South Asia and Beyond

‘Like the Beatles, The Quad Is A Force For Good’

 ‘Like the Beatles, The Quad Is A Force For Good’

NEW DELHI: More reliable and resilient supply chains. The digital challenge: trust and transparency when it comes to technologies. Increasing connectivity. “There are three big issues that the world, and the Quad, needs to address,” believes External Affairs Minister Dr S Jaishankar.

“I see these three things which in different ways, the Quad can do together, and do with other countries, and I expect that they will become a greater part of our (the Quad’s) agenda,” Dr Jaishankar said in his concluding remarks at a discussion March 3 at the Raisina Dialogue titled The Quad Squad: Power and Purpose of the Polygon, which had the foreign ministers of all Quad nations on the panel.

Nitin A Gokhale WhatsApp Channel

First convened by then Japanese Prime Minister Shinzo Abe in 2007, the Quadrilateral Security Dialogue, or Quad, is a strategic forum comprising India, Japan the U.S. and Australia to deepen ties between the four Indo-Pacific nations which share common strategic interests and values.

This session of the 8th Raisina Dialogue, the annual flagship event jointly organised by the Ministry of External Affairs and the Observer Research Foundation, was moderated by ORF President Samir Saran, who lived up to his reputation of asking tough, probing questions in a friendly, nonchalant manner.

Asked to explain what exactly the Quad stood for, all four foreign ministers reiterated that the idea behind it was to connect and help develop countries in the Indo-Pacific region, and that it was not a security grouping aimed at any particular country. The Quad is a force of global and regional good, they said.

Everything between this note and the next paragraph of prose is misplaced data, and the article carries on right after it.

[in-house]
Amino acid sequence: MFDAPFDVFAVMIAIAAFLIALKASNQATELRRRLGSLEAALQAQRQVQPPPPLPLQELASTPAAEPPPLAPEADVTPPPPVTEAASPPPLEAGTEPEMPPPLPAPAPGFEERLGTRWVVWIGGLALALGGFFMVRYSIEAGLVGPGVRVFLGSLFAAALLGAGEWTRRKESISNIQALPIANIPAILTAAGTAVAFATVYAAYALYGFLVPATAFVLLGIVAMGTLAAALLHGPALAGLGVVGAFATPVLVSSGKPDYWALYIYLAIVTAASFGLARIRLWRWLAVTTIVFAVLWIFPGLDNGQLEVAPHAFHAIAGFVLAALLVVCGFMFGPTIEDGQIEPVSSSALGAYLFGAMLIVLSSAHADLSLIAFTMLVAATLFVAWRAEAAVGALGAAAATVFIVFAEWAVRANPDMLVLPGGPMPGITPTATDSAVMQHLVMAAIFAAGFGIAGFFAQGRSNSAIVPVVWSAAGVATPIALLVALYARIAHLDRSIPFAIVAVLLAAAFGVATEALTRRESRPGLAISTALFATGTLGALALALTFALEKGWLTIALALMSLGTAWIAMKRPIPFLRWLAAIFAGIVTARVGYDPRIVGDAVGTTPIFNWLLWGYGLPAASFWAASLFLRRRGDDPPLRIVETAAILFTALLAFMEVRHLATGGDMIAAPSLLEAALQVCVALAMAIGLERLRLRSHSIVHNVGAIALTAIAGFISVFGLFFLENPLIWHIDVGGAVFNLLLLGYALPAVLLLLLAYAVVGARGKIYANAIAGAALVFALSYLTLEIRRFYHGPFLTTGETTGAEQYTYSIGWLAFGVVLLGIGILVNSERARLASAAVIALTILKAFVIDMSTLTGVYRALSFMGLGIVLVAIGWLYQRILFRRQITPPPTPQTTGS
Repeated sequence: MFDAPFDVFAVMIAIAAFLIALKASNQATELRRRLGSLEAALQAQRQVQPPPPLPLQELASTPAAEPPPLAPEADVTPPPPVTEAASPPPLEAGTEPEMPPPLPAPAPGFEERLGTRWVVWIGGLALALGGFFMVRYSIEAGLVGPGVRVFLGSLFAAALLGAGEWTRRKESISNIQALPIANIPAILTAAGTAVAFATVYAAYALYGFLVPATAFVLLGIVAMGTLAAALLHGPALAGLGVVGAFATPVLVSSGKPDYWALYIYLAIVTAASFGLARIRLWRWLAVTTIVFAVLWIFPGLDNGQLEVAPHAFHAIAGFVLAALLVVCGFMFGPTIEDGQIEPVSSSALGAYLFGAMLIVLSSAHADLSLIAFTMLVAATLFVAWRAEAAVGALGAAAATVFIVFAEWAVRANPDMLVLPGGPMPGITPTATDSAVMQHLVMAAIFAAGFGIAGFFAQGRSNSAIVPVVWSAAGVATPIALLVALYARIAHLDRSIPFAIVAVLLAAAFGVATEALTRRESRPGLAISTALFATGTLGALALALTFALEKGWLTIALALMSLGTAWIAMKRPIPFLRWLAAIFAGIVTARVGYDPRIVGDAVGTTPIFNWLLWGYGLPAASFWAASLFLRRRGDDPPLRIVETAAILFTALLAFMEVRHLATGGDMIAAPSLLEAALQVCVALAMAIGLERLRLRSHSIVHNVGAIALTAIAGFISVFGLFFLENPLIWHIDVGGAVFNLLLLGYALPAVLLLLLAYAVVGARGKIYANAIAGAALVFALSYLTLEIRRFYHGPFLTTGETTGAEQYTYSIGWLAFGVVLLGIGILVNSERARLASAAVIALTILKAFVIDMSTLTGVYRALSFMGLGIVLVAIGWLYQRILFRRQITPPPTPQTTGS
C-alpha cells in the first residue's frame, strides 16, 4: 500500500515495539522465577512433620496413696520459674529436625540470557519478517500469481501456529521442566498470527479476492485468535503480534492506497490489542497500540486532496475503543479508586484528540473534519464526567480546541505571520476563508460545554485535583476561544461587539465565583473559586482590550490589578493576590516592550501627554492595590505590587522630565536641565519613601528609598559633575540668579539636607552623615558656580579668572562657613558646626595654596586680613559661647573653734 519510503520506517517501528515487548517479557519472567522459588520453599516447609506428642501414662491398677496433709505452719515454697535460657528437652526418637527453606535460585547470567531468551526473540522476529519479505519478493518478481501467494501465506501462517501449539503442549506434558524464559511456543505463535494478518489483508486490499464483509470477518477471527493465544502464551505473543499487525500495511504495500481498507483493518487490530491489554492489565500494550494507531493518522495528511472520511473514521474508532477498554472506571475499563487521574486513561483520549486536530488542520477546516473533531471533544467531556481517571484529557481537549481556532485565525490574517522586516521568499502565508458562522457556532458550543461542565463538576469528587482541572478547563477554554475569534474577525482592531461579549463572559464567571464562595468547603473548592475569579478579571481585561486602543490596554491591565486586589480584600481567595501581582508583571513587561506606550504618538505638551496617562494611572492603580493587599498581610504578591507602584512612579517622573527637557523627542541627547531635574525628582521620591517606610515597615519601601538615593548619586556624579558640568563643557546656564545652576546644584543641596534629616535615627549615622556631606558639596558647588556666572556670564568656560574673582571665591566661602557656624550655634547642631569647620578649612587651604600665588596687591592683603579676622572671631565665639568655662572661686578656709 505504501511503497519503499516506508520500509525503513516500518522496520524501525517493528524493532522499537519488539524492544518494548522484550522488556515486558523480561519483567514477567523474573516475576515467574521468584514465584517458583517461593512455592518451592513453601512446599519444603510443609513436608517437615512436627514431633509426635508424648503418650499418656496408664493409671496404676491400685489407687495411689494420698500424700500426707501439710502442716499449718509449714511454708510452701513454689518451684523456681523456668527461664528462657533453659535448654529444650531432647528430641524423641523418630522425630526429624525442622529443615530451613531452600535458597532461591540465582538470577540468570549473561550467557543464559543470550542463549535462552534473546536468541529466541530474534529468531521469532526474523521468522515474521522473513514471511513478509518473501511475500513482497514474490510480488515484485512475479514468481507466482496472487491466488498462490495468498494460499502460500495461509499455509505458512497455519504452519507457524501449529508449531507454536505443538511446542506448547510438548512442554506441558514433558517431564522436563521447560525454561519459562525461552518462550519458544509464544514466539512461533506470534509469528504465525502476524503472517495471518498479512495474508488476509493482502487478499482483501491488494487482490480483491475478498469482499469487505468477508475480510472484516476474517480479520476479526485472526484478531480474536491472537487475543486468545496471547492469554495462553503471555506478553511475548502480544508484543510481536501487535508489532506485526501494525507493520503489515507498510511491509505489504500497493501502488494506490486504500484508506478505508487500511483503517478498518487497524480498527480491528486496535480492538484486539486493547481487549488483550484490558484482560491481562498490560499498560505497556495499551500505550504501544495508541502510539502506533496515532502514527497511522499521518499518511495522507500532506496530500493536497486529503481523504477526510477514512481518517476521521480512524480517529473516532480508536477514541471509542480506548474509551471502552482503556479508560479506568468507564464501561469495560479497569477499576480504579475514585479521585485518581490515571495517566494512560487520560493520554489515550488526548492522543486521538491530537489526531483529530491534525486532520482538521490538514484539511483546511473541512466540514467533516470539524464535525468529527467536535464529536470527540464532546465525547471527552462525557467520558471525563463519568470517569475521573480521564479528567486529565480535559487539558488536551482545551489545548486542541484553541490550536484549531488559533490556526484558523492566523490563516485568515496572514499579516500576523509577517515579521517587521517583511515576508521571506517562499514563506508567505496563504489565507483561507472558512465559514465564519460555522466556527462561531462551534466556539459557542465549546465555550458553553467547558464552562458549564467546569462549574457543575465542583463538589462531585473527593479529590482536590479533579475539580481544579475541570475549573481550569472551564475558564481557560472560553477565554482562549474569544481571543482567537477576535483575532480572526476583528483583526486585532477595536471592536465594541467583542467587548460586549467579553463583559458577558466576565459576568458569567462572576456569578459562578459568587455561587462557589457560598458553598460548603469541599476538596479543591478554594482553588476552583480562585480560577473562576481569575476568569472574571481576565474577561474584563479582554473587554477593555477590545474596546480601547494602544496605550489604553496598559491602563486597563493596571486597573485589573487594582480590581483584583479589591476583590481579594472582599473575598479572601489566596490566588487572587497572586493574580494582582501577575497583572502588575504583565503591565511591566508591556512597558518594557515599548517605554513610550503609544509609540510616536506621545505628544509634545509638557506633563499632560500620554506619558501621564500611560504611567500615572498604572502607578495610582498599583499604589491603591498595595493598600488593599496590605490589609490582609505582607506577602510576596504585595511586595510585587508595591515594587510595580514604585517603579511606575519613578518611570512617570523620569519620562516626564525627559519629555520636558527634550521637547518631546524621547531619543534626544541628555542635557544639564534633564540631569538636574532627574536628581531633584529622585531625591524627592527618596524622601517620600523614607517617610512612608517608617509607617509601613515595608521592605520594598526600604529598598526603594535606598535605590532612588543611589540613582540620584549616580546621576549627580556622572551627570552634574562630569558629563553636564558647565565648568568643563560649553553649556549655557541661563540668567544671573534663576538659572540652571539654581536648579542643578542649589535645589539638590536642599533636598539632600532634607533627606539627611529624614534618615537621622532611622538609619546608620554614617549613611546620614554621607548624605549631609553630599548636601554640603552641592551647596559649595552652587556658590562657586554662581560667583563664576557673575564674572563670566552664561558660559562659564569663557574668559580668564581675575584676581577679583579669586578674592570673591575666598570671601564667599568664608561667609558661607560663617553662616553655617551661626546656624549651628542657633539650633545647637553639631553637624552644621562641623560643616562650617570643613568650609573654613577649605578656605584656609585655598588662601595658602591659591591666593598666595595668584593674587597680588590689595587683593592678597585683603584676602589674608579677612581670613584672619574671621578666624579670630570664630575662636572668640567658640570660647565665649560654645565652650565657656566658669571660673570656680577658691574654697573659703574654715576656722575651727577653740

Asked about Beijing’s concerns that it was an anti-China grouping, Japan’s foreign minister Yoshimasa said that “this is not military but just practical cooperation, It is an open dialogue.” Therefore, “As long as even China abides by the laws and international norms, and also acts under the international institutions, standards and laws, then this is not a conflicting issue between China and the Quad.”

According to him, “This is a band like The Beatles, where the member is fixed. And they always played together for 10 years. But this is more of a soft group, so that even within the Beatles, Paul McCartney could release an album solo.” However, he said, each member remains close to the others. “We can share information, any idea…. I can open up with these three friends here. It’s pretty nice to talk about all these issues because we have a trust between the four of us…the same values and the same beliefs such as democracy, freedom and everything. So without worrying about those big conditions, we can really freely talk within this group and communicate.”

Close coordination between the four countries meant “we can do much better than just one plus one plus one plus one is four….the one plus one plus one plus one could be six, seven or eight by coordinating and listening.”